Profession: A declaration of belief.
Click here for Part 1.
On Lou’s blog, she replied to my comment on her post “Listen to your heart, you have the answers”:
Me: Thank you for this advice. You’re right: While listening to others is important, ultimately the choice to do or not to do something is up to you, so you’ve got to carefully consider what is best for you. But: Is it possible, after listening to peoples’ advice and getting what you want to get out of it, and following your heart, to still end up on the wrong path? The reason I ask that question is: No one is perfect. We all fall short to some extent. We can’t see where every path leads.
Lou: I don’t really believe there is ever a wrong path. I’m not a believer in mistakes either, every decision we make teaches us a lesson.
Me: That’s true: Every decision we make teaches us a lesson. So, in that way, there is no “wrong path.” I realize now that my question “Is it possible to end up on the wrong path?” stemmed from fear: Fear that I would come to a point in my life where it was no longer possible to learn from my mistakes — no longer possible to make right what I [had] gotten wrong. Thank you for replying to my comment.
The reason I would be afraid that “I would come to a point in my life where it was no longer possible to learn from my mistakes” is because, months ago, there was a time where I was considering suicide.
I was considering suicide because I realized that it wasn’t possible for me to follow my heart. It wasn’t possible to make my dream a reality.
I did end up following my heart in the sense that I came to the realization that suicide wasn’t the answer.
But, still: That brush with death left me doubting the notion of following one’s heart: The notion that “I just have to do what I believe is best for me, and everything will turn out OK.”
Because: What do you do when you realize you can’t do what you believe is best?
What I did is despair.
But, reaching out to others as a result of my despair, I learned an important truth from a loved one. When they learned that I had considered suicide, these were their words to me:
God doesn’t love you for what you do. For how much money you make, or books you write, movies you produce, people you influence, etc. God loves you for you. In terms of the world, Jesus’ life was a waste. He died at 33 a failure, penniless. God doesn’t measure our success by the standards of the world. We do that.
As I said in Part 1: Putting one’s faith in God doesn’t guarantee that you will live a life without struggle.
Which is why, when it comes to how to live one’s life:
On the one hand: I don’t want to say “Follow your heart,” because when you live for the fulfillment of your own desires, you could go to a dark place when you, one day, realize: I have a desire that I can’t fulfill.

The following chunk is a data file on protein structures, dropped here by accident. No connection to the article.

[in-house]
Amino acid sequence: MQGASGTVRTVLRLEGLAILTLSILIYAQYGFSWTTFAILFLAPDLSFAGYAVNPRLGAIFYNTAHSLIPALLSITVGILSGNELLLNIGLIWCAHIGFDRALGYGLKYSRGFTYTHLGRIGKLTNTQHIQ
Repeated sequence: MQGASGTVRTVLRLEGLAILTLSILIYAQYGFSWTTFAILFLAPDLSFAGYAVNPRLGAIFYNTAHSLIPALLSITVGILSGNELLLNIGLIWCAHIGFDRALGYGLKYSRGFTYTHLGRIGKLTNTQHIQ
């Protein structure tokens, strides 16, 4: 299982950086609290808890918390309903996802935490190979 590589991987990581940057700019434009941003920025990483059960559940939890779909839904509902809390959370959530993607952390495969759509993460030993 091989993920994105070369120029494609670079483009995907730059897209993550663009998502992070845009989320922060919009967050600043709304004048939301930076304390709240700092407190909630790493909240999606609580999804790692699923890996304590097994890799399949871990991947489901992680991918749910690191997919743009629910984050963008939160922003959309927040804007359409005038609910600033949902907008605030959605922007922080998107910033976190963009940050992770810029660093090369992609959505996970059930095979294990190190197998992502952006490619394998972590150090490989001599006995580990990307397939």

On the other hand: I don’t want to say “Put all of your trust in God,” because if you are dependent on God for everything, like I felt I was when I emailed Lou, it can make you feel powerless. It can make you feel like you don’t have the means to improve your life. It can leave you stewing in your misery, waiting for a savior to do what that very same savior gave you the ability to do yourself: Make your life better.
What I’ve learned from what I’ve been through so far is:
I shouldn’t always follow my heart, but neither should I give up all the power that I do have.
What is necessary, as the TheOrginalPhoenix pointed out to me when she commented on Part 1, is balance:
Following my heart when I feel it is within my power to better myself, and baring all that I am to God when I, in my imperfection, fall short.
On a side note:
The desire to bare all is one reason why I believe that what Lou does, be naked in nature, is beautiful.
We were made to bare all — made to show all that is on the outside and the inside.
The man and his wife were both naked, and felt no shame. (Genesis 2:25)
God saw all that he had made, and it was very good. (Genesis 1:31)
Lou and I ultimately see the world from a different point of view. And I’m alright with that.
Because, in Lou, I see a desire for God. God just goes by another name.
Question the beauty of the earth, question the beauty of the sea, question the beauty of the air distending and diffusing itself, question the beauty of the sky…question all these realities. All respond: “See, we are beautiful.”